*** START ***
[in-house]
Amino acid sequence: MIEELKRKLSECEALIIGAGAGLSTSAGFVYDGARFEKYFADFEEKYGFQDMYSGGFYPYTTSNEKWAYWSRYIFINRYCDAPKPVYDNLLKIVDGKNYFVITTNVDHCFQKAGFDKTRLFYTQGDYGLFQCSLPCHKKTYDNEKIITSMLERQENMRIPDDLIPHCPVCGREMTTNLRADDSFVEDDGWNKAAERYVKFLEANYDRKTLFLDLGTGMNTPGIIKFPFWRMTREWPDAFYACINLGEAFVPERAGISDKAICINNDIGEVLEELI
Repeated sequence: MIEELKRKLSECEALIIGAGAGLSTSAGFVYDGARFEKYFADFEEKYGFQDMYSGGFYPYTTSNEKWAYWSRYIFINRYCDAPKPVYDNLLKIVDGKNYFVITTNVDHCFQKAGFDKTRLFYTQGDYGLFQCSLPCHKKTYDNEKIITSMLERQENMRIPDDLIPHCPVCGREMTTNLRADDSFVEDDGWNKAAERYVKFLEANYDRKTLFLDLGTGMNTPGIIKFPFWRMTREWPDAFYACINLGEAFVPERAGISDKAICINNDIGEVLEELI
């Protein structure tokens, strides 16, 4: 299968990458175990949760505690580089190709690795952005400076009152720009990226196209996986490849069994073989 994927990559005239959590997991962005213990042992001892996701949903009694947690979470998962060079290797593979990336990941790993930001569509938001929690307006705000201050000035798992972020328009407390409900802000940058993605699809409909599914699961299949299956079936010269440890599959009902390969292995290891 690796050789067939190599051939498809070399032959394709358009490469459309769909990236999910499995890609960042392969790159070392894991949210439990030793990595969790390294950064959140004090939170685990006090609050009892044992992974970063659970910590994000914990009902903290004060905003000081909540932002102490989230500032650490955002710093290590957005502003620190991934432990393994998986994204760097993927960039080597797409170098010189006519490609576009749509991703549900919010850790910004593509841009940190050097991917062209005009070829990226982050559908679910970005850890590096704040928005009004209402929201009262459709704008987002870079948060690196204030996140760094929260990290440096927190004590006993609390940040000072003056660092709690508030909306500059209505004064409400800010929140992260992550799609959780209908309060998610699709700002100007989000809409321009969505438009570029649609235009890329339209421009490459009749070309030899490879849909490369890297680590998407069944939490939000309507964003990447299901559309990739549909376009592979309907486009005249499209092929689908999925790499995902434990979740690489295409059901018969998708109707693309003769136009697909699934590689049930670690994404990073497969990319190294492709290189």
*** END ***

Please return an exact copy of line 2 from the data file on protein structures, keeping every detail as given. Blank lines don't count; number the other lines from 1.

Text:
Amino acid sequence: MIEELKRKLSECEALIIGAGAGLSTSAGFVYDGARFEKYFADFEEKYGFQDMYSGGFYPYTTSNEKWAYWSRYIFINRYCDAPKPVYDNLLKIVDGKNYFVITTNVDHCFQKAGFDKTRLFYTQGDYGLFQCSLPCHKKTYDNEKIITSMLERQENMRIPDDLIPHCPVCGREMTTNLRADDSFVEDDGWNKAAERYVKFLEANYDRKTLFLDLGTGMNTPGIIKFPFWRMTREWPDAFYACINLGEAFVPERAGISDKAICINNDIGEVLEELI